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Diesel Technology Forum Releases Primer on Retrofits

6 December 2006

The Diesel Technology Forum has released a new primer on potential strategies for upgrading existing diesel engines in both on and off-road equipment.

The whitepaper, Retrofitting America’s Diesel Engines, describes the various advantages and strengths of the “five Rs” of emissions reduction: rebuild, refuel, retrofit, repower and replace:

  • Rebuild. After 3 or 4 years, rebuilding some core engine components to manufacturers’ original specifications can return emissions performance to the original design levels. Some manufacturers also have options to improve emissions beyond the original performance levels.

  • Refuel. Use of Ultra-low Sulfur Diesel (ULSD)can lower emissions, as can some other renewable fuels and fuel products such as biodiesel and emulsifiers.

  • Retrofit. The installation of exhaust emissions control technologies such as particulate filters, oxidation catalysts, exhaust gas recirculation (EGR), selective catalytic reduction (SCR) devices, and lean NOx catalysts (LNCs).

  • Repower. Replacing the older engine in diesel-powered equipment with a new or newer diesel engine can dramatically reduce emissions.

  • Replace. Replacing entire vehicles or equipment may be the best option for some of the oldest, heaviest emitting vehicles or equipment due to technological feasibility and cost considerations.

The paper also provides an overview of funding sources for various types of projects, as well as case studies of sample retrofit projects.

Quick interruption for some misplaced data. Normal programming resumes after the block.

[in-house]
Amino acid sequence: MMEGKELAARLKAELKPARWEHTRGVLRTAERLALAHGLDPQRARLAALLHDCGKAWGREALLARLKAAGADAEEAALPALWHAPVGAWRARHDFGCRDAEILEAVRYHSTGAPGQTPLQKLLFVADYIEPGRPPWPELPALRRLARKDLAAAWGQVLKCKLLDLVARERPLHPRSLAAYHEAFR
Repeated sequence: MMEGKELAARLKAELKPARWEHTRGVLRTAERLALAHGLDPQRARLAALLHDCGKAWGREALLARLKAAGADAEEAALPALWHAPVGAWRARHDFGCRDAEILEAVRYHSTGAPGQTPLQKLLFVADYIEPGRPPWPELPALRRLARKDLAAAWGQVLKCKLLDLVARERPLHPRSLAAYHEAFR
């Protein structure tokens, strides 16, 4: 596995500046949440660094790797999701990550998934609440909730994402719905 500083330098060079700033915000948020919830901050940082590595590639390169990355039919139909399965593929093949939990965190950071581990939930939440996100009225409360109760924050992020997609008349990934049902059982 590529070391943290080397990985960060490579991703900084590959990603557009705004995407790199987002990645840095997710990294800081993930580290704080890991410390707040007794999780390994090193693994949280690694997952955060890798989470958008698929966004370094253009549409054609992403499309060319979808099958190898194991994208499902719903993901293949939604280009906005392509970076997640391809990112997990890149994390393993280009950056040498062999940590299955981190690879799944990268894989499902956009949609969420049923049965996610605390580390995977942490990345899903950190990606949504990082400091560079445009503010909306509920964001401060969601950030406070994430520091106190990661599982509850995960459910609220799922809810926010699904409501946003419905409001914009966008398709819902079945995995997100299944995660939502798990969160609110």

Diesel retrofit is highly cost-effective, but one size does not fit all. As noted earlier, several studies have proven that diesel retrofits are extremely cost effective. Some equipment may not be candidates for emissions control devices, but could potentially have emissions reduced through repowering with a newer, cleaner diesel engine. In other cases, engines may be only a few years old and already have some emissions control technology, but can have emissions reduced through selective use of ULSD.

Each retrofit case is unique in terms of its business and its technological environment, but in most cases, a retrofit, broadly defined as one of the 5 Rs, can reduce diesel emissions for virtually all diesel vehicles and equipment purchased before 2007.

Resources:

December 6, 2006 in Diesel, Emissions | Permalink | Comments (16) | TrackBack (0)

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Comments

Heck, retrofit cars and trucks currently on the road, that are in good-great condition, but with gasoline engines, and 50k to 100,000 miles on the odometer. Many domestics since 1996 also do not have great reliable engines or transmission(there are exceptions, like the ford F-Series), with many GM models prime examples. Combine modern clean turbodiesels (or future Bin2Tier5 diesels) with 5/6 speed transmission, and you just kicked fuel economy up 25-35% from previous gasoline engined figures. It could help companies recoup their diesel R&D and manufacturing retooling costs quicker. A variety of engines and transmissions would have to be offered.

Allen -

converting a car designed for a gasoline engine to one with a diesel requires changes to the suspension as well and is never worth it financially. Besides, you wouldn't get approval from EPA or CARB for anything other than a T2B5 diesel at this point.

You don't have to change the suspension just to do a simple engine swap, especially if you were removing horrible V6's such as GM's 3.1 - 3.8 liter Iron Dukes and putting in modern 4-cylinder turbo diesel engines. Worst case, going to a higher or lower rate front spring is about all you'd have to do. I've seen motor swaps of all sorts, even guys putting V8 engines in Mazda RX7's that had 1.3 liter rotaries. It's not rocket science.